Commodus            177 - 192 A.D.


Commodus vies with Caligula and Nero as Roman history's most perverse and sadistic of rulers. Like Caligula and Nero before, Commodus was an ordinary (by imperial standards) ruler who succeeded Marcus Aurelius, his father, upon his death. In his one major positive deed, Commodus called off the expedition against the Germans which his father had commenced on terms favorable to Rome. He sped off to Rome where he much preferred living the perks of an emperor to the dirty business of waging wars. While he whiled away his time pursuing a hedonistic lifestyle he was happy to delegate administrative responsibilities to others.

Unfortunately, his appointees never seemed to last long on the job. Whether through incompetence, bad luck or corruption, one by one these fell and needed replacement. Commodus little by little began gaining a taste for power as the shuffling of his foremen took place and, finally, he decided to manage the empire himself. It is starting with this period that Commodus began to act increasingly unpredictably and growingly cruel. A botched conspiration against him, orchestrated by no less than his beloved sister Lucilla, was discovered and his surviving the episode turned him afterwards into a highly paranoid individual who had countless officials executed for disloyalty imagined or real.

In his final year of life he shocked Romans of all classes by personally moonlighting as a gladiator. Of course, these fights were arranged so that he could invariably come out the victor. Because of this a record-breaking 700+ victories were scored in his name, each one ending in the deaths of one or more gladiators and/or wild beasts at the Coliseum. A successful conspiracy against him was finally hatched by one of his lovers who first tried poisoning him but he threw up and a wrestler was summoned who strangled him to death on the last day of the year 192.

The recent Hollywood release "The Gladiator" is a fictionalized account of Commodus as emperor which has him at odds with a popular gladiator.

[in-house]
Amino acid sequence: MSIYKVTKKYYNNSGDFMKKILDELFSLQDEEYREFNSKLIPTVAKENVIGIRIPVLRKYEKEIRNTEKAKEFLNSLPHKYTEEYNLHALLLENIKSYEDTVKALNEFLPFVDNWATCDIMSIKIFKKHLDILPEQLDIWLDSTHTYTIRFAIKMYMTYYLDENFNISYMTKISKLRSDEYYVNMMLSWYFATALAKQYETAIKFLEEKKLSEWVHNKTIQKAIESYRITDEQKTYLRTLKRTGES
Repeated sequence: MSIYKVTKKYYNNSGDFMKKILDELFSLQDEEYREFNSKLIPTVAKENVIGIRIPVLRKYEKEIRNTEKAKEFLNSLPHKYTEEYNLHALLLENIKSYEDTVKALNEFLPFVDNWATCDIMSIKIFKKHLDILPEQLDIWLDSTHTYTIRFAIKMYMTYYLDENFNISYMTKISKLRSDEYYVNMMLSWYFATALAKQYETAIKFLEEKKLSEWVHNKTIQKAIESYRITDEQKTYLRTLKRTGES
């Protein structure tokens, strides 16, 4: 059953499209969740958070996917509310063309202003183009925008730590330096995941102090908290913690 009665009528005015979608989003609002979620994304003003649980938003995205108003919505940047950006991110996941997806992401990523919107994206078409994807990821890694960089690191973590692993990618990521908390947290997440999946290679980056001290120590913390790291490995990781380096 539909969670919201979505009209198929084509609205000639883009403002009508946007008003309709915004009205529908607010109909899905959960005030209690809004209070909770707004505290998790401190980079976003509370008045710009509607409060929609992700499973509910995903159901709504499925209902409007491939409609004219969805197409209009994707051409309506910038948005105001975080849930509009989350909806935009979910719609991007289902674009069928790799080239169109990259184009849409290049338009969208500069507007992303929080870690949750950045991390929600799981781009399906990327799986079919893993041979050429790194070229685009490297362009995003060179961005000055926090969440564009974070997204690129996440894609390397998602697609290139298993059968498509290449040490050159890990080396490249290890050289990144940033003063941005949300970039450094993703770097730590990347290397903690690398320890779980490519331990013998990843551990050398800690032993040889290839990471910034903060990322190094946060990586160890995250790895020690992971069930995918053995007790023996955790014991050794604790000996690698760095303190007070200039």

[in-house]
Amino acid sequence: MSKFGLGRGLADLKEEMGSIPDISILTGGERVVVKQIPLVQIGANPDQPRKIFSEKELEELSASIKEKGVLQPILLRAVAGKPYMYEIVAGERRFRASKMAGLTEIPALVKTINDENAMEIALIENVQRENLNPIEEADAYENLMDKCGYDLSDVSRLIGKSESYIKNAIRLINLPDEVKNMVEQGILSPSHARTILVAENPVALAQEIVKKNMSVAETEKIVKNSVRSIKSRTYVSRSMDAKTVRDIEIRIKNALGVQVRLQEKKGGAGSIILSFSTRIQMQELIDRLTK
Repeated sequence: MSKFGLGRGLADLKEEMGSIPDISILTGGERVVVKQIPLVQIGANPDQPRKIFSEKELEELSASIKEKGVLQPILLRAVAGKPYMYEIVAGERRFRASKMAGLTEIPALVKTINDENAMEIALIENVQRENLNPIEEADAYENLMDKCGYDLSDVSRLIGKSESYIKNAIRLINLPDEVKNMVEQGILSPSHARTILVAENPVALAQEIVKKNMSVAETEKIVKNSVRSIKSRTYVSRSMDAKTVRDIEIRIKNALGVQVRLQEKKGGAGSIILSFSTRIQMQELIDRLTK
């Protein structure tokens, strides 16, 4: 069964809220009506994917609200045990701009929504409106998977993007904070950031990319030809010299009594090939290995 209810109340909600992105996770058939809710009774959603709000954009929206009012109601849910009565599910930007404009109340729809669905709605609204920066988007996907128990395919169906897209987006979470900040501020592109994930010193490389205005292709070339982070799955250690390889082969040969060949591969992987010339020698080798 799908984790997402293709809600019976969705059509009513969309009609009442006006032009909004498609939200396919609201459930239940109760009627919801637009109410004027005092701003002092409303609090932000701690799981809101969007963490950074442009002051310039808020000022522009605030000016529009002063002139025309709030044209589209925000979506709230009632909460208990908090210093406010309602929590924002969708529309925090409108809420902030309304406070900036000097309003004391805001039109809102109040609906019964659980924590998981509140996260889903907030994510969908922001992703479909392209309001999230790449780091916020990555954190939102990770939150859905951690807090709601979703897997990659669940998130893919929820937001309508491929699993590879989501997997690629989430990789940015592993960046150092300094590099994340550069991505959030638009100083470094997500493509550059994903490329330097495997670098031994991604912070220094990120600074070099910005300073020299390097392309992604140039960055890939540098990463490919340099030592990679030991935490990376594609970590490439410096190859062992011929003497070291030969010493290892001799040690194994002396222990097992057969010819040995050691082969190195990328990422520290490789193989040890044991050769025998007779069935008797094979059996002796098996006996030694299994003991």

AR Denarius 177--192 A.D.


3.6 g., 17 mm.

Obv. COMM ANT AVG P BRIT: Laureate head right

Rev. PM TR P IMP VII COS IIII PP: Felicitas standing left, holding caduceus and


C. 472, Van Meter 65/4

AR Denarius 166--192 A.D.

16 mm. 191--192 A.D.

Obv. L AEL AVREL COMM AVG P FEL: Head wearing lion's skin, right

Rev. HERCVL/ROMAN/AVGV: Legend in three lines, divided by a club and surrounded

by an oak wreath

RSC 140, C. 190, Van Meter 21

AR Denarius 177--192 A.D/


3.03 g., 17 mm.

Obv. M COMM ANT P FEL AVG BRIT: Laureate head right

Rev. PM TR P XII IMP VIII COS V PP: Libertas standing left, holding pileus and scepter

C. 521, Van Meter 81/1

AR Denarius 177--192 A.D.


17 mm.

Obv. M COMMODVS ANTON AVG PIVS: Laureate head right

Rev. PM TR P VIIII IMP VII COS IIII PP: Mars standing right, holding shild and spear

C. 458, Van Meter 60/1

AE Sestertius 177--192 A.D.

18.53 g., 31 mm.

Obv. L AVREL COMMODVS AVG GERM SARM: Laureate head right

Rev. TR P II COS/DE SARM/S C: A pile of Sarmation arms, with two Sarmatian captives

seated beneath the trophy (refers to the victories won

over the Sarmatians by Aurelius and Commodus, about

175 A.D.)

RIC 1571, C. 99, Van Meter 167